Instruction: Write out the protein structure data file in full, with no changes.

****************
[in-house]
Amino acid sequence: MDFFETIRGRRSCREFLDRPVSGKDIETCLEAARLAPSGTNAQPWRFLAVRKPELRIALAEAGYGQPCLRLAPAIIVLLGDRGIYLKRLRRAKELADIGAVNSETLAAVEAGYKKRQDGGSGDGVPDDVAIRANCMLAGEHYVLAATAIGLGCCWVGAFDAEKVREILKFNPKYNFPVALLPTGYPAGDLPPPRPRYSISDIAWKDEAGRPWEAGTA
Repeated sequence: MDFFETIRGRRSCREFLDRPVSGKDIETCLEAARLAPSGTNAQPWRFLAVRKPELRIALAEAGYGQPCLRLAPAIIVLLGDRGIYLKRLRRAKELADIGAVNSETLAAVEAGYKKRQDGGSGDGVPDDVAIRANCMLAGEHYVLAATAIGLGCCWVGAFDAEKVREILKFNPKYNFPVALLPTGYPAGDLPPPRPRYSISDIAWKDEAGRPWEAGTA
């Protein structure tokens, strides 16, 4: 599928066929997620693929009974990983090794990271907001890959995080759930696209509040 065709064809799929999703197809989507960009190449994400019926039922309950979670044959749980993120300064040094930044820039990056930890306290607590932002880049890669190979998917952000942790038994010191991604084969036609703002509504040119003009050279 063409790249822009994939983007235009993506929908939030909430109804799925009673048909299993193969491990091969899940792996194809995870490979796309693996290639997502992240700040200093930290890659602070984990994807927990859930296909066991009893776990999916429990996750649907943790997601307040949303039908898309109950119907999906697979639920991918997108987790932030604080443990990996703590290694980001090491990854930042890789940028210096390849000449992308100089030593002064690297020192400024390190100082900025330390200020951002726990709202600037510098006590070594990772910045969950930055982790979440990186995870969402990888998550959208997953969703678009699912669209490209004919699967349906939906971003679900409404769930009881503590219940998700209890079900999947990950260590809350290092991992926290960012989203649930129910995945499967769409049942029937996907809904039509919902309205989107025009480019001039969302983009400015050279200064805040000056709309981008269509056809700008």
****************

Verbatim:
[in-house]
Amino acid sequence: MDFFETIRGRRSCREFLDRPVSGKDIETCLEAARLAPSGTNAQPWRFLAVRKPELRIALAEAGYGQPCLRLAPAIIVLLGDRGIYLKRLRRAKELADIGAVNSETLAAVEAGYKKRQDGGSGDGVPDDVAIRANCMLAGEHYVLAATAIGLGCCWVGAFDAEKVREILKFNPKYNFPVALLPTGYPAGDLPPPRPRYSISDIAWKDEAGRPWEAGTA
Repeated sequence: MDFFETIRGRRSCREFLDRPVSGKDIETCLEAARLAPSGTNAQPWRFLAVRKPELRIALAEAGYGQPCLRLAPAIIVLLGDRGIYLKRLRRAKELADIGAVNSETLAAVEAGYKKRQDGGSGDGVPDDVAIRANCMLAGEHYVLAATAIGLGCCWVGAFDAEKVREILKFNPKYNFPVALLPTGYPAGDLPPPRPRYSISDIAWKDEAGRPWEAGTA
């Protein structure tokens, strides 16, 4: 599928066929997620693929009974990983090794990271907001890959995080759930696209509040 065709064809799929999703197809989507960009190449994400019926039922309950979670044959749980993120300064040094930044820039990056930890306290607590932002880049890669190979998917952000942790038994010191991604084969036609703002509504040119003009050279 063409790249822009994939983007235009993506929908939030909430109804799925009673048909299993193969491990091969899940792996194809995870490979796309693996290639997502992240700040200093930290890659602070984990994807927990859930296909066991009893776990999916429990996750649907943790997601307040949303039908898309109950119907999906697979639920991918997108987790932030604080443990990996703590290694980001090491990854930042890789940028210096390849000449992308100089030593002064690297020192400024390190100082900025330390200020951002726990709202600037510098006590070594990772910045969950930055982790979440990186995870969402990888998550959208997953969703678009699912669209490209004919699967349906939906971003679900409404769930009881503590219940998700209890079900999947990950260590809350290092991992926290960012989203649930129910995945499967769409049942029937996907809904039509919902309205989107025009480019001039969302983009400015050279200064805040000056709309981008269509056809700008």